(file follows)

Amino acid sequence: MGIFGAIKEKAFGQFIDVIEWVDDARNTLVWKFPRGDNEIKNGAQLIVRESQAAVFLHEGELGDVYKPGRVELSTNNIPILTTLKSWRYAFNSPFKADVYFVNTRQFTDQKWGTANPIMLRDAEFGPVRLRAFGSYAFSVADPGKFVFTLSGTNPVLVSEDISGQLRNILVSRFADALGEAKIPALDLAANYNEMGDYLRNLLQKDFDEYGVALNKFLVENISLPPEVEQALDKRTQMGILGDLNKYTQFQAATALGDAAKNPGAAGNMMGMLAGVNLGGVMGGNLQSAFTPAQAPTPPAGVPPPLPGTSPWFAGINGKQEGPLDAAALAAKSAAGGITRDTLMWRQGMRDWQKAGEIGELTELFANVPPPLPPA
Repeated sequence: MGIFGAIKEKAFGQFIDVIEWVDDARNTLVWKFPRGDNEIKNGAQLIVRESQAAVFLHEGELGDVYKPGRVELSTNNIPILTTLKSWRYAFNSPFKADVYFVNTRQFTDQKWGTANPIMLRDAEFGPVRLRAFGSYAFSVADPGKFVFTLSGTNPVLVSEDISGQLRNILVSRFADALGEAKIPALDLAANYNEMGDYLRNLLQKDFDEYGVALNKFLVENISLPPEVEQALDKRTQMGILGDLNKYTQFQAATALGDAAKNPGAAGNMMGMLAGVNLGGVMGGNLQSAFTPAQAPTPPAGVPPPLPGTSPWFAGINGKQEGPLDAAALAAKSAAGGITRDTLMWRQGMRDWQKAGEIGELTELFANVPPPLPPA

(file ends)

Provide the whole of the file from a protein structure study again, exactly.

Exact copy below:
Amino acid sequence: MGIFGAIKEKAFGQFIDVIEWVDDARNTLVWKFPRGDNEIKNGAQLIVRESQAAVFLHEGELGDVYKPGRVELSTNNIPILTTLKSWRYAFNSPFKADVYFVNTRQFTDQKWGTANPIMLRDAEFGPVRLRAFGSYAFSVADPGKFVFTLSGTNPVLVSEDISGQLRNILVSRFADALGEAKIPALDLAANYNEMGDYLRNLLQKDFDEYGVALNKFLVENISLPPEVEQALDKRTQMGILGDLNKYTQFQAATALGDAAKNPGAAGNMMGMLAGVNLGGVMGGNLQSAFTPAQAPTPPAGVPPPLPGTSPWFAGINGKQEGPLDAAALAAKSAAGGITRDTLMWRQGMRDWQKAGEIGELTELFANVPPPLPPA
Repeated sequence: MGIFGAIKEKAFGQFIDVIEWVDDARNTLVWKFPRGDNEIKNGAQLIVRESQAAVFLHEGELGDVYKPGRVELSTNNIPILTTLKSWRYAFNSPFKADVYFVNTRQFTDQKWGTANPIMLRDAEFGPVRLRAFGSYAFSVADPGKFVFTLSGTNPVLVSEDISGQLRNILVSRFADALGEAKIPALDLAANYNEMGDYLRNLLQKDFDEYGVALNKFLVENISLPPEVEQALDKRTQMGILGDLNKYTQFQAATALGDAAKNPGAAGNMMGMLAGVNLGGVMGGNLQSAFTPAQAPTPPAGVPPPLPGTSPWFAGINGKQEGPLDAAALAAKSAAGGITRDTLMWRQGMRDWQKAGEIGELTELFANVPPPLPPA